One long summer in a mountain town in northern Idaho, my husband and I invented a game called “Nut.”
The days were incredibly hot, dry, and still. Air conditioning isn’t a common household feature in the mountains, and this heat was an uncommon fairytale that reminded long timers of some particular summer of their childhood decades ago. The town slowed down for it, steeped in it. We spent our days either drowsed in the shade, or with ice cream and our feet in the fountain in the middle of town, with icy beers in the local, cave-like bar, or skinny dipping in a creek rushing with snow melt.
After a day in thin air, soaked with sun, topped off with naps too hot to do more than drape one leg over the other’s, it would get dark, so dark, and the dry thin mountain air would not hold the day’s heat and a kind of delicious cold would creep over the town, like ice shards in the draft beer from the cave-like bar. After a day sunning on our rocks, moving hardly at all, sleep was unnecessary and the town, by mid-July, was fully nocturnal. We’d spend the first, navy blue part of the night with our sun-burnt skin huddled in fleeces, walking hand in hand through the little town listening to laughter as it banged from yards and front porches into the night.
Restaurants stayed open late, all the walkway lights stayed lit in the park, we were all as children, up past our bedtimes, giddy with the cold, getting away with pleasure.
What passes for conversation during the day doesn’t fit a life lived at night, and we needed a metaphor to carry us.
I promise I’ll get to Nut, but indulge me just a little, in a writerly way. Metaphor is from Old French via Latin, meaning carrying over, but of course, there’s that Greek bit in there that also means transfer, or between, or better, to bear.
It was the poet Caroline Forche, when I met her in a different mountain town, before I knew my husband, who shared a glass of sherry with me, the first I ever had, and explained that a metaphor must have a tenor and a vehicle—the tenor is what is described by the attributes borrowed from the vehicle.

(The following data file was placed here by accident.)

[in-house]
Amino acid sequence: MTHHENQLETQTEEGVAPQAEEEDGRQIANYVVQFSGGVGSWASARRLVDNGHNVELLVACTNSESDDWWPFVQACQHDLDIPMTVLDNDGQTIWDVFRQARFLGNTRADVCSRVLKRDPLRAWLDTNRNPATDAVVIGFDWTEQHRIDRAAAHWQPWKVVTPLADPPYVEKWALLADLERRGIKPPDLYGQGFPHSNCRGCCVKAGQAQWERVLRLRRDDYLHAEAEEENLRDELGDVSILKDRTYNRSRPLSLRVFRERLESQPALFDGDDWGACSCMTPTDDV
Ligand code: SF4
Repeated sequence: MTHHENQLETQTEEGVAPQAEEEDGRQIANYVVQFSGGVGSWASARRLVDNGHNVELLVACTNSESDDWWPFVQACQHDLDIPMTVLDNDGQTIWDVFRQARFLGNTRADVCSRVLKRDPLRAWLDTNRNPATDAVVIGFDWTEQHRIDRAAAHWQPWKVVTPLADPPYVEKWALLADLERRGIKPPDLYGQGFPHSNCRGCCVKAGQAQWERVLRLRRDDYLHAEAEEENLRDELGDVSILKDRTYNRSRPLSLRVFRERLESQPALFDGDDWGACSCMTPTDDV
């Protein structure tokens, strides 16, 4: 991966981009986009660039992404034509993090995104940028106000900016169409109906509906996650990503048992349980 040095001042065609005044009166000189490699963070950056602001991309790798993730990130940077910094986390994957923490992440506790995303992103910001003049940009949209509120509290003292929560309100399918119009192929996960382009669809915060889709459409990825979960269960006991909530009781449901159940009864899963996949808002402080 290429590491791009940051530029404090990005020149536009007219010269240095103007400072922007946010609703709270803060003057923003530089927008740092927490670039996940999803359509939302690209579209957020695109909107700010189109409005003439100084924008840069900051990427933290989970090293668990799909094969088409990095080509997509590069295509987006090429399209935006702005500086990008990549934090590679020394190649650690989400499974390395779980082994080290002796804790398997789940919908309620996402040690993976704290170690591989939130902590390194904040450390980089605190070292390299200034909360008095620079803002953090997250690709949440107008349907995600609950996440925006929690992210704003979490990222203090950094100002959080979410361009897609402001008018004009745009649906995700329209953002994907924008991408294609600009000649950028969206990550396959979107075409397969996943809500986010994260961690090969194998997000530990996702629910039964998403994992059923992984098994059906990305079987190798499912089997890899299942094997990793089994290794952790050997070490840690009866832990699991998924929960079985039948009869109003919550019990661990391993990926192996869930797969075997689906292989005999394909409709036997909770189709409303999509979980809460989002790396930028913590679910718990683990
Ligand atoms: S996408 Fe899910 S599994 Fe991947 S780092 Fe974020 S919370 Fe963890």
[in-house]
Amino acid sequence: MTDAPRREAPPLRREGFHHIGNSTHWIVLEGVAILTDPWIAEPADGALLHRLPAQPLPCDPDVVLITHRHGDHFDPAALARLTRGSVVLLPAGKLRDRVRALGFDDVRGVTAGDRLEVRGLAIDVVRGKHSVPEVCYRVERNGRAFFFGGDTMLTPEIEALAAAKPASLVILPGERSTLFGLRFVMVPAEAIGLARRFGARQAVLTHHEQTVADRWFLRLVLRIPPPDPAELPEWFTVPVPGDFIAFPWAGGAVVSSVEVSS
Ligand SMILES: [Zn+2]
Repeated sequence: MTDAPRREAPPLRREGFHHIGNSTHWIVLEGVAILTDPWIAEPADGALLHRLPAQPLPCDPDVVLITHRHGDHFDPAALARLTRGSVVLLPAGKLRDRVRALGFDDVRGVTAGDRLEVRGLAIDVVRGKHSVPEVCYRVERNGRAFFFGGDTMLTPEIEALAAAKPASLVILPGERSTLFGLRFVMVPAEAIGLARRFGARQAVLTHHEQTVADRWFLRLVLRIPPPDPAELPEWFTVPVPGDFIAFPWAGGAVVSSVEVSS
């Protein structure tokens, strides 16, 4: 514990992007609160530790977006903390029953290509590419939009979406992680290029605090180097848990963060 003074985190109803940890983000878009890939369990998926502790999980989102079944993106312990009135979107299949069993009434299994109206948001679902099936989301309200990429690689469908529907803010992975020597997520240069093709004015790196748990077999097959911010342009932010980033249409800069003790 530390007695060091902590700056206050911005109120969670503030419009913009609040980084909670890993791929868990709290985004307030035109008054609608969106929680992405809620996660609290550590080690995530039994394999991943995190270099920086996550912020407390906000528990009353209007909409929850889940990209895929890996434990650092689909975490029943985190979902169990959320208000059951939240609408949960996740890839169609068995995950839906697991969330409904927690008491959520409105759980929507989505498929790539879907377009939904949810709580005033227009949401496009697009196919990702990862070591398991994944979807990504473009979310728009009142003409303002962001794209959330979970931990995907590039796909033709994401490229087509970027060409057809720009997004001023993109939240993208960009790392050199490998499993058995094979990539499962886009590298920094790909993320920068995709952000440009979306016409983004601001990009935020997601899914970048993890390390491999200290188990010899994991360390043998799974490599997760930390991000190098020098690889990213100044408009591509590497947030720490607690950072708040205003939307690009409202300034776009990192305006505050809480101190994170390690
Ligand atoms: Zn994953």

Use them, she told me, when the words themselves are unable to bear what you are trying to say. A metaphor is to carry what is too heavy otherwise.
Later that evening, she read her poem The Colonel for the assembled, which is utterly devoid of metaphor and holds only a single, terrorizing simile:
What you have heard is true. I was in his house.
His wife carried a tray of coffee and sugar. His
daughter filed her nails, his son went out for the
night. There were daily papers, pet dogs, a pistol
on the cushion beside him. The moon swung bare on
its black cord over the house. On the television
was a cop show. It was in English. Broken bottles
were embedded in the walls around the house to
scoop the kneecaps from a man’s legs or cut his
hands to lace. On the windows there were gratings
like those in liquor stores. We had dinner, rack of
lamb, good wine, a gold bell was on the table for
calling the maid. The maid brought green mangoes,
salt, a type of bread. I was asked how I enjoyed
the country. There was a brief commercial in
Spanish. His wife took everything away. There was
some talk of how difficult it had become to govern.
The parrot said hello on the terrace. The colonel
told it to shut up, and pushed himself from the
table. My friend said to me with his eyes: say
nothing. The colonel returned with a sack used to
bring groceries home. He spilled many human ears on
the table. They were like dried peach halves. There
is no other way to say this. He took one of them in
his hands, shook it in our faces, dropped it into a
water glass. It came alive there. I am tired of
fooling around he said. As for the rights of anyone,
tell your people they can go fuck themselves. He
swept the ears to the floor with his arm and held
the last of his wine in the air. Something for your
poetry, no? he said. Some of the ears on the floor
caught this scrap of his voice. Some of the ears on
the floor were pressed to the ground.